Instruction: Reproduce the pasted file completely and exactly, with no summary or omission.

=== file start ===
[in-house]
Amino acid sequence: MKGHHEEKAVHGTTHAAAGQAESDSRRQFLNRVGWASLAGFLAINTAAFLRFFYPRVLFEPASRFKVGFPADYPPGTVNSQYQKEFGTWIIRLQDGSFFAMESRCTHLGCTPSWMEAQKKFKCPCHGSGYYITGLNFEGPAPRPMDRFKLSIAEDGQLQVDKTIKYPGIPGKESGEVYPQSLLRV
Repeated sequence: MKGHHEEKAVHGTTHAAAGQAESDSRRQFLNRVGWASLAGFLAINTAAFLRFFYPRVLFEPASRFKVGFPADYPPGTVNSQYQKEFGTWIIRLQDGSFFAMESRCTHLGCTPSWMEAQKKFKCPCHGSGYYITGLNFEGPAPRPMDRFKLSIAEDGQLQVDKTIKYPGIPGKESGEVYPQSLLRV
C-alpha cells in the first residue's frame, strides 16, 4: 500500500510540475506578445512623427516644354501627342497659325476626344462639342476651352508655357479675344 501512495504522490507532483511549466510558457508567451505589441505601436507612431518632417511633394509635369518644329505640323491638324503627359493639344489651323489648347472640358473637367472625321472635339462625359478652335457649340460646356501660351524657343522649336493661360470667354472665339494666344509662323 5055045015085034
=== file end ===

[in-house]
Amino acid sequence: MKGHHEEKAVHGTTHAAAGQAESDSRRQFLNRVGWASLAGFLAINTAAFLRFFYPRVLFEPASRFKVGFPADYPPGTVNSQYQKEFGTWIIRLQDGSFFAMESRCTHLGCTPSWMEAQKKFKCPCHGSGYYITGLNFEGPAPRPMDRFKLSIAEDGQLQVDKTIKYPGIPGKESGEVYPQSLLRV
Repeated sequence: MKGHHEEKAVHGTTHAAAGQAESDSRRQFLNRVGWASLAGFLAINTAAFLRFFYPRVLFEPASRFKVGFPADYPPGTVNSQYQKEFGTWIIRLQDGSFFAMESRCTHLGCTPSWMEAQKKFKCPCHGSGYYITGLNFEGPAPRPMDRFKLSIAEDGQLQVDKTIKYPGIPGKESGEVYPQSLLRV
C-alpha cells in the first residue's frame, strides 16, 4: 500500500510540475506578445512623427516644354501627342497659325476626344462639342476651352508655357479675344 501512495504522490507532483511549466510558457508567451505589441505601436507612431518632417511633394509635369518644329505640323491638324503627359493639344489651323489648347472640358473637367472625321472635339462625359478652335457649340460646356501660351524657343522649336493661360470667354472665339494666344509662323 5055045015085034